Josephine is Mrs. Mallard's sister. It is Josephine who tells Mrs. Mallard of her husband's death and who implores Louise to let her into the room after she has shut herself inside. Josephine, a woman who embodies the feminine ideal, assumes that Louise is suffering terribly from the news, not knowing that her sister is actually overjoyed with the prospect of being a widow.
See Mrs. Mallard
Brently Mallard, Mrs. Mallard's husband, is assumed dead after a railroad disaster. When he reappears at the front door, the shock causes Mrs. Mallard's death.
In the beginning of the story Mrs. Mallard is known simply by her married name. A wife who suffers from "heart trouble," she is described as "young, with a fair, calm face, whose lines bespoke repression and even a certain strength." When Mrs. Mallard learns of her husband's death, she becomes "Louise," a woman aware of her own desires, enjoying the prospect of being freed from the confines of marriage. Louise dies of a "joy that kills" when her husband reappears. Her character represents feminine individuality, she is a strong-willed, independent woman excited by the prospect of beginning her life again after the reported demise of her husband.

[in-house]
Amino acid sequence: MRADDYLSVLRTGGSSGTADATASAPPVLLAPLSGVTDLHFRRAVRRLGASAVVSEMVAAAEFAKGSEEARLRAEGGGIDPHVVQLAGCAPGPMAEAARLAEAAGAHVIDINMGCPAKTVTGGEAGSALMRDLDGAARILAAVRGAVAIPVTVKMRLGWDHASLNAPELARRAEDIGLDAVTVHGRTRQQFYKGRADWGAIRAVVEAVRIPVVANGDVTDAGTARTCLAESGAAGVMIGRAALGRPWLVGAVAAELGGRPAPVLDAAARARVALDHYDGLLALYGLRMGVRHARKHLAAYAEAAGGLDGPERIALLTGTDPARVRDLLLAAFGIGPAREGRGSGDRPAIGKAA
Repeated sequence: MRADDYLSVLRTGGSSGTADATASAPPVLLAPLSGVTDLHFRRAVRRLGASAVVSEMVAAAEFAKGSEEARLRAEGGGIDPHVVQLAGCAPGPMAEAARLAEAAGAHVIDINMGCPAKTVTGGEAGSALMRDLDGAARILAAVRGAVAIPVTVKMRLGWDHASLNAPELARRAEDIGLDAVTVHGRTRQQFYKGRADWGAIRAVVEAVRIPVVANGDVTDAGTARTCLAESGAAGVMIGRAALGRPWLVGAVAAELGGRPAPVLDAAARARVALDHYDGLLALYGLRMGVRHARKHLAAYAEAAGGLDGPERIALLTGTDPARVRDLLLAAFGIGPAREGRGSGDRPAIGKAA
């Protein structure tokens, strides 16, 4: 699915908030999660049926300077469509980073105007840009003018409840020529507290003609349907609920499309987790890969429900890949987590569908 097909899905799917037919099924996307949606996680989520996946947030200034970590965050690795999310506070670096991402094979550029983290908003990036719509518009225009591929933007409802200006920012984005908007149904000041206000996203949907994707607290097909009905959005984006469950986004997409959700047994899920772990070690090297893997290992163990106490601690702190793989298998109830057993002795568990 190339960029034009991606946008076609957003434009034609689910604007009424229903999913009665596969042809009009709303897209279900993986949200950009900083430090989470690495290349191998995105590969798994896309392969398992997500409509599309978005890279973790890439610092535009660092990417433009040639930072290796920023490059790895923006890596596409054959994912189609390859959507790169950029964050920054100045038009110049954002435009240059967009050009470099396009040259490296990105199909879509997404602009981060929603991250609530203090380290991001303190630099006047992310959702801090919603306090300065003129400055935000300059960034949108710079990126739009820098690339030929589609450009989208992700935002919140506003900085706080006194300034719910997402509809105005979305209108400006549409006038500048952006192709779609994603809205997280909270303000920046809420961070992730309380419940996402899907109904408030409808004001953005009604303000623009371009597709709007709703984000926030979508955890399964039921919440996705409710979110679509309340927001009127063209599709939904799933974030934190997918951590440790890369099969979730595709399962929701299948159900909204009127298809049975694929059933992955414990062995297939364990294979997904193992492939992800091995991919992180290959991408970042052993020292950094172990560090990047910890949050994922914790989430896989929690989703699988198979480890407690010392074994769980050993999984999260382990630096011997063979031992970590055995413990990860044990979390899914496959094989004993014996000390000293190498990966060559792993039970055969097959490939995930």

(The entire section is 206 words.)
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